From the couple who had fallen out of love, to the man who can’t measure up to his own idealized standards of duty, to the woman broken by perpetual fatigue, we come to a parent in “A Daughter in Time” who remembers being “glued to a screen on which a gravity-defying tower toppled without resistance like a sandcastle submitting to an inexorable wave.” Far more than a paint-by-numbers post-9/11 story, it is a quietly anguished tale of parents losing touch with their daughter, and fits well alongside stories from The Complexities of Intimacy, especially “The Daughter’s Lamentation,” “The Mother’s Mirror,” The Father’s Blessing,” and “The Son’s Burden.” “Junior Achievement” details another kind of fall, a fall from grace, from innocence. It’s a disturbing story about children who run an abortion clinic. Amid training sessions using the game Operation, the children process their parents’ death, sing a song about uterine scraping, and even perform a “pa-seizure,” or procedure, on a patient. It is a kind of cautionary tale reminding us how quickly children lose their innocence in our post-industrialist society.

Besides her inspired command of dialogue and her navigation of mercurial shifts in consciousness, Caponegro distinguishes herself with her sense of empathy. You never get the sense that she’s taking anyone’s side. In All Fall Down’s second novella, “The Translator,” we find Caponegro thoroughly excavating the mental duplicities of an academic, a windbag whose theoretical musings about his relationships and largely irrelevant, while still interesting asides, serve only to keep him from achieving any kind of real intimacy. This is a major theme for Caponegro reaching its apotheosis in the evisceration of the nuclear family found in The Complexities of Intimacy. And like those other stories, the ones in this collection probe the boundaries of institutions like marriage, the vagaries of love, the pressures of duty, and also of the capacity of language to both illuminate and confuse. “Words are slippery,” reflects the crusty narrator,

as treacherous on the tongue as ice under one’s feet, and as wondrous as the latter’s vitreous texture to the gazing eye. German is a solid language, all agree; Italian, French: more liquid. But what language would be flattered to be designated flatulent? Considering the coexistence of these varied states of language-matter, one could hardly expect the Tower of Babel to be as charming as the leaning Tower of Pisa. It is therefore a foregone conclusion that language is to blame for almost any complication one encounters in one’s daily interactions. And when you spend your hours gallivanting among languages, I assure you, the likelihood of complication becomes exponential. For we rely so heavily on the fiction of translation.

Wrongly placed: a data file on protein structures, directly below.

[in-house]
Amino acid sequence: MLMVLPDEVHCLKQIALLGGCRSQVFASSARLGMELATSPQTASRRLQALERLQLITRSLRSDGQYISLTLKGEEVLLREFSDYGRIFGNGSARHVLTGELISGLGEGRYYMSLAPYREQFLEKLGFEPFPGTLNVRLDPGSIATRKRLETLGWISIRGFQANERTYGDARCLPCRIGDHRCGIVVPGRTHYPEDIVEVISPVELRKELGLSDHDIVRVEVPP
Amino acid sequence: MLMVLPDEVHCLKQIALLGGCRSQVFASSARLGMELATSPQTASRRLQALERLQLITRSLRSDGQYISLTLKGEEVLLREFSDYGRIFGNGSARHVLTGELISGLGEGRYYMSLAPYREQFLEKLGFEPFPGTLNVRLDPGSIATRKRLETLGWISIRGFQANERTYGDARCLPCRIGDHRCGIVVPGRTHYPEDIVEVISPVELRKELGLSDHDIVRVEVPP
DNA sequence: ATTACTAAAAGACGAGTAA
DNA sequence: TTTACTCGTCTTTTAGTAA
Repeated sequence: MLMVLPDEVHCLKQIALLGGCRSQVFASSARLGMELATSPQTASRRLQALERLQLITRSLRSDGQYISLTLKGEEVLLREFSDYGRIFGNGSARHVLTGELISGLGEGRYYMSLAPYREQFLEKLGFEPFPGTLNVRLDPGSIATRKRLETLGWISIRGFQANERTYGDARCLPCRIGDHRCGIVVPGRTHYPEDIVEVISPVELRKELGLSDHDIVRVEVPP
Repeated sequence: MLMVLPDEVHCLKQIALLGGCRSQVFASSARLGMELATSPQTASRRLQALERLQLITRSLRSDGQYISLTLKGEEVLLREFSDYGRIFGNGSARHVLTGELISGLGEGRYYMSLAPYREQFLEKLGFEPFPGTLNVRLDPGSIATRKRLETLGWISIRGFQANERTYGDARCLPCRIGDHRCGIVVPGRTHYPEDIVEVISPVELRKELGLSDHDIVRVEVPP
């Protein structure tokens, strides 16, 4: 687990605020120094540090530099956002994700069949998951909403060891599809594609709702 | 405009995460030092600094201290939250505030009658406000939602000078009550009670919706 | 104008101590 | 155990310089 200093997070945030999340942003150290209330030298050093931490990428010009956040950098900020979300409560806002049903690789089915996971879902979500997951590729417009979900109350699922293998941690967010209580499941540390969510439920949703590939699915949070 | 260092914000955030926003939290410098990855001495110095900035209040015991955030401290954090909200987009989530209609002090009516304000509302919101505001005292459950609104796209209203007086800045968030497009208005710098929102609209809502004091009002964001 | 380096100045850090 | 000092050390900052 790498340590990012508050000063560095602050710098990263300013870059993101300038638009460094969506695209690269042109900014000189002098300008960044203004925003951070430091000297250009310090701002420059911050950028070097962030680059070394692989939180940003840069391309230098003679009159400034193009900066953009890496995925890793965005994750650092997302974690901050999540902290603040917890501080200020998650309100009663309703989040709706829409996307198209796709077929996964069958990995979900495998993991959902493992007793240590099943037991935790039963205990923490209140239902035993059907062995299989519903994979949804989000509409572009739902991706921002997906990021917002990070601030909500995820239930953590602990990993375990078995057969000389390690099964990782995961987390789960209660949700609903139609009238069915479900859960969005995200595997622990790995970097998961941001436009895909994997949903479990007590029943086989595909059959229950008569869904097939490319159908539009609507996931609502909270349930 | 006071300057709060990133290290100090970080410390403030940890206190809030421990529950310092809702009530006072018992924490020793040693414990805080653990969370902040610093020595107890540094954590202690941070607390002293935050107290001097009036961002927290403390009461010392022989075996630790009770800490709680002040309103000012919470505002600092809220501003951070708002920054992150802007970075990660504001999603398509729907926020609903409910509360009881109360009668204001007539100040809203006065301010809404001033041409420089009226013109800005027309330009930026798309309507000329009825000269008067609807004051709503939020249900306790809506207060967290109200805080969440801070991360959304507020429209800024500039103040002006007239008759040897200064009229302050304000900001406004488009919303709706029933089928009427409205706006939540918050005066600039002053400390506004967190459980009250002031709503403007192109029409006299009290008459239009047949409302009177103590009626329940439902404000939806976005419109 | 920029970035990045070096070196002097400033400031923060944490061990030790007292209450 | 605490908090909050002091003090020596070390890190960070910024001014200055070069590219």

What follows is a series of complications between this professor and his frustrated almost-lover Liza. Although she has other ideas, the narrator toys with her affections, dangles the possibility of consummation of their desire like some kind of carrot. She is for him “a noteworthy commodity,” a plaything. In the end, after many tangential reflections on subjects like Cerberus, Bernini, Leonardo da Vinci, Michelangelo, Antonioni’s L’Aventura, The English Patient, Roman buses, tessera, and references to classical literature ad nauseam, the professor’s machinations are thwarted by the young woman. Caponegro explores similar territory, albeit utilizing different stylistic effects such as collage and fragmentary prose in her 1998 story collection Five Doubts.

While certainly not burdened by the dust of hermetic scholarship, Caponegro reveals within her stories that, like her professor in The Translator, she too lives

between the lines, inside consonants and vowels and across paradigms, in adjectives and expletives, in predicates and nominatives; for languages, like lovers, are differently inflected and variously proportioned, possessing ever-shifting moods and tenses, agreement not arrived at without constant vigilance and effort.

And it’s because of Caponegro’s “constant vigilance” over her characters’ shifting moods and thoughts, along with her command of diverse rhetorical strategies, that we get in All Fall Down a tremendous intellectual and emotional lift up.

John Madera is a writer living in New York City. He’s a member of the National Book Critics Circle. His work has appeared in elimae, ArtVoice, Underground Voices, Little White Poetry Journal #7, and forthcoming at Opium Magazine and Publishing Genius Press. He reviews for Bookslut, The Diagram, The Quarterly Conversation, 3:AM Magazine, New Pages, Open Letters Monthly, The Rumpus, and Word Riot. You may also find him at hitherandthithering waters, Big Other and editing The Chapbook Review. He sings and plays guitar for Mother Flux.